Recruiting While Abroad

The following content was distilled from a Fireside Chat on the topic of Recruiting While Abroad (for consulting). 

Panelists: Helen Hong, Stephen Kelly, Isabel Botero


Recruiting while studying abroad can be confusing, but have no fear! Helen, Stephen, and Isabel have all gone through the process and are here to weigh in on your most pressing questions.

What are the major challenges of recruiting while studying abroad?

1. Less face to face opportunities with employers (both alumni and recruiters) exist while abroad, so make sure to take advantage of the sophomore spring and following summer to meet and connect. For example, consider taking a trip to your desired firm’s nearest office. Summer office visits are great, but sometimes they are invite only. At the very least, don’t hesitate to reach out for a coffee when you are nearby and see if they’ll invite you to the office for convenience. Most importantly, lay the groundwork with employers that you will be recruiting with come fall.

2. Interviewing virtually can feel uncomfortable and unnatural. Most are 2-way interviews but some are 1-way (pre-recorded). Practice by recording yourself on video and make sure to retain eye contact with the camera to establish a comfort level with virtual early. And don’t forget to check your WiFi connections!

3. Some firms do not recruit students while abroad (mainly BCG and Huron for ND). These roadblocks could be considered a culture check to see who really values the abroad experience in candidates, but there is no reason to completely disconnect. Lay the foundation for full-time recruiting senior year if you are interested.


What strategies did you deploy while recruiting abroad?

  1. Connect with global offices. Many of the firms that recruit at ND are global!
  2. Remember time zones and plan ahead accordingly.
  3. Default to the ND schedule. Employers are not likely to adapt to your slightly different academic schedule abroad.
  4. Follow up via email after on campus events. This is a great way to start another conversation and to show engagement.
  5. Follow up via email following your application to further express interest and to remind recruiters that you are abroad.
  6. Find case buddies on campus (virtual) and abroad (in person)


What makes the virtual case different and potentially difficult?

Math is a bit more difficult because processes must be conveyed verbally rather than visually on a piece of paper. Eye contact is important so make sure to look directly into the camera. It looks a little odd when you look solely at the screen. It may also seem a bit odd to see yourself on the camera, so record yourself and practice speaking to get more comfortable. Technical difficulties can occur, but stay calm and exercise patience. Interviewers will understand and the way you deal with it can be a great example of how cool you stay under pressure. Live practice can be time consuming and difficult to coordinate virtually, but practice is one of the most important parts of preparation.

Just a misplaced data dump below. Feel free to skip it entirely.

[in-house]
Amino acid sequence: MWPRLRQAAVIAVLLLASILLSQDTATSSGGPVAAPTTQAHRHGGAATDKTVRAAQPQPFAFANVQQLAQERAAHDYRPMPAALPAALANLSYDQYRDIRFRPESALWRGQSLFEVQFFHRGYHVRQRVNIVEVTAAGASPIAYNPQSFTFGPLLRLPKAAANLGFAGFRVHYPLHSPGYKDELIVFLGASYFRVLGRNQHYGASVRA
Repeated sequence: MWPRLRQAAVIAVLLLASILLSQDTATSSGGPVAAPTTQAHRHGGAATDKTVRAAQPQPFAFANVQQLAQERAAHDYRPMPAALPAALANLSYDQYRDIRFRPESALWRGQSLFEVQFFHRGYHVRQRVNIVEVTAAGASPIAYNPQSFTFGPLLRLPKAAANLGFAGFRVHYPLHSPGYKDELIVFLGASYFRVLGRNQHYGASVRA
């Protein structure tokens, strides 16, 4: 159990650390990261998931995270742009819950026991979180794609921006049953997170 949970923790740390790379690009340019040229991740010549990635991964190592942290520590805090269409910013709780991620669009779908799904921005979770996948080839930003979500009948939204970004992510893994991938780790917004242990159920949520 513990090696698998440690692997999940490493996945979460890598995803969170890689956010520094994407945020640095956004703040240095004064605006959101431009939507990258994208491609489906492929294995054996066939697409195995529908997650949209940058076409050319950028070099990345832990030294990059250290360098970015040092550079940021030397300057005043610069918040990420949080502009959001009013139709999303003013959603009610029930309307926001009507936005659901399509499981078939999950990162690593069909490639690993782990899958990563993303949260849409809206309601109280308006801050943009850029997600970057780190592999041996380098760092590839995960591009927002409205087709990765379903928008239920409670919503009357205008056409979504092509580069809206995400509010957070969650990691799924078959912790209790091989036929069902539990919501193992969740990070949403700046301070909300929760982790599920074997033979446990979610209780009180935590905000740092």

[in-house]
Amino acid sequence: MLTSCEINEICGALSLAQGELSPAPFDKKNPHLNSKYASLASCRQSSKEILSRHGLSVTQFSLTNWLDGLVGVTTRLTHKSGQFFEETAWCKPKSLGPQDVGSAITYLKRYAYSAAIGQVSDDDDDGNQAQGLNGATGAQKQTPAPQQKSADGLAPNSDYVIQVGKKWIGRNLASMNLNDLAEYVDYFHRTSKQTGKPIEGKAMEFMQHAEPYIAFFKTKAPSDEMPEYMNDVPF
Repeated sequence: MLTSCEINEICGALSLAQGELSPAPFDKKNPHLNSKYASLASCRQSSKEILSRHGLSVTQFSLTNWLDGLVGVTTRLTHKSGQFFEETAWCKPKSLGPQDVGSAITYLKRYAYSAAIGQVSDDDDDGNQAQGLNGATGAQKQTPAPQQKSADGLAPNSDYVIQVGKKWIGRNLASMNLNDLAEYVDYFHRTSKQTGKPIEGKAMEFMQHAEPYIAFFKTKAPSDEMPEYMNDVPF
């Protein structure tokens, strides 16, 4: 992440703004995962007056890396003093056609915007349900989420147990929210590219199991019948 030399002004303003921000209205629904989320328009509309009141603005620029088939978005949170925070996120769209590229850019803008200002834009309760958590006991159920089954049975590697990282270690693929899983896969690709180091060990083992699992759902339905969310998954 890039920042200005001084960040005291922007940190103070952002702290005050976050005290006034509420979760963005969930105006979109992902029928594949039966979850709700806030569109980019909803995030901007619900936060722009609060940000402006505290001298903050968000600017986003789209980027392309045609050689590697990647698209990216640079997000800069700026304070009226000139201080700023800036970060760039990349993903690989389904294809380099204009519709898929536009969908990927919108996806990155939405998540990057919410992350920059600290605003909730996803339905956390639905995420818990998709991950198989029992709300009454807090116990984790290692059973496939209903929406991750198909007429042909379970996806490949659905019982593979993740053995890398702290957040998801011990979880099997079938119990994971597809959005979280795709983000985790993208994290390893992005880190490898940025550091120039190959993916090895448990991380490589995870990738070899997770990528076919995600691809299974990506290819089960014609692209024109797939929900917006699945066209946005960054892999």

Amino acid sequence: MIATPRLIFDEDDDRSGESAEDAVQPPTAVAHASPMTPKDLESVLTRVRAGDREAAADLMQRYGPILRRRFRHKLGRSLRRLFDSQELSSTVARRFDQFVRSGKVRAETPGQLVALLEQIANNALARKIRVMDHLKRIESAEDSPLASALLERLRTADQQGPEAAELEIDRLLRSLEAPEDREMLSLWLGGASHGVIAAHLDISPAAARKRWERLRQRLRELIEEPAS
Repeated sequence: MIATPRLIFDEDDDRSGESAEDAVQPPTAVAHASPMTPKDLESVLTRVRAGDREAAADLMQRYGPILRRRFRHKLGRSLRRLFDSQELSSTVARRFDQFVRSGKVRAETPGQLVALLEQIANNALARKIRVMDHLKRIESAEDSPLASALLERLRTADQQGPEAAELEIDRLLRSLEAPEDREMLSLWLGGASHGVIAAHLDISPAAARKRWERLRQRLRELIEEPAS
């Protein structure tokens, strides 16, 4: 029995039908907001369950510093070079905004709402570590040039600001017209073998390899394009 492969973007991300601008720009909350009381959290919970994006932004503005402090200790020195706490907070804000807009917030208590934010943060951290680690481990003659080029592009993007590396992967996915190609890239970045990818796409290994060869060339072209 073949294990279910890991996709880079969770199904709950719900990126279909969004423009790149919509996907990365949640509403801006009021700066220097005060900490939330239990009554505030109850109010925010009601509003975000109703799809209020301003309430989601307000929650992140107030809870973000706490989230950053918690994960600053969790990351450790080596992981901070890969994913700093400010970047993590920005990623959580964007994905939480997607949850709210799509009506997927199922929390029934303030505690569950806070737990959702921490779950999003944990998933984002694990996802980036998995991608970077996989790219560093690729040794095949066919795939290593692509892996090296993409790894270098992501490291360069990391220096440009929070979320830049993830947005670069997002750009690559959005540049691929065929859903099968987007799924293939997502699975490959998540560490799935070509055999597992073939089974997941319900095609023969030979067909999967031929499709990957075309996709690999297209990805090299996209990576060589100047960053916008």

How do you balance the experience of studying abroad with the pressure of recruiting?

Enjoy your time abroad! (But also take advantage of employer opportunities) Pay attention to your time zones to relieve yourself of any unnecessary stress. Play up your abroad experiences during the behavioral interview: what have you learned and how have you grown? Overall, you’ll have more time because you don’t have the same commitment to events and your course load will be lighter. Friday interviews are likely, so consider this caveat when planning to travel on the weekends. Change your flights if it’s close - it’s not worth the risk! 

Ultimately, you have to decide what sacrifices you are willing to make for yourself. Remember, it is possible to be tactful and transparent if you need to make changes to your interview schedule; choose these moments wisely.


Final Thoughts

Plan ahead of time and take some initiative. It is better to be proactive than behind. Cultivate your personal story while abroad; you will have some great stories to tell throughout the process. Research your interviewers. If they went to Notre Dame, it is likely they went abroad; ask about their experience. Bottom line, you won’t regret going abroad!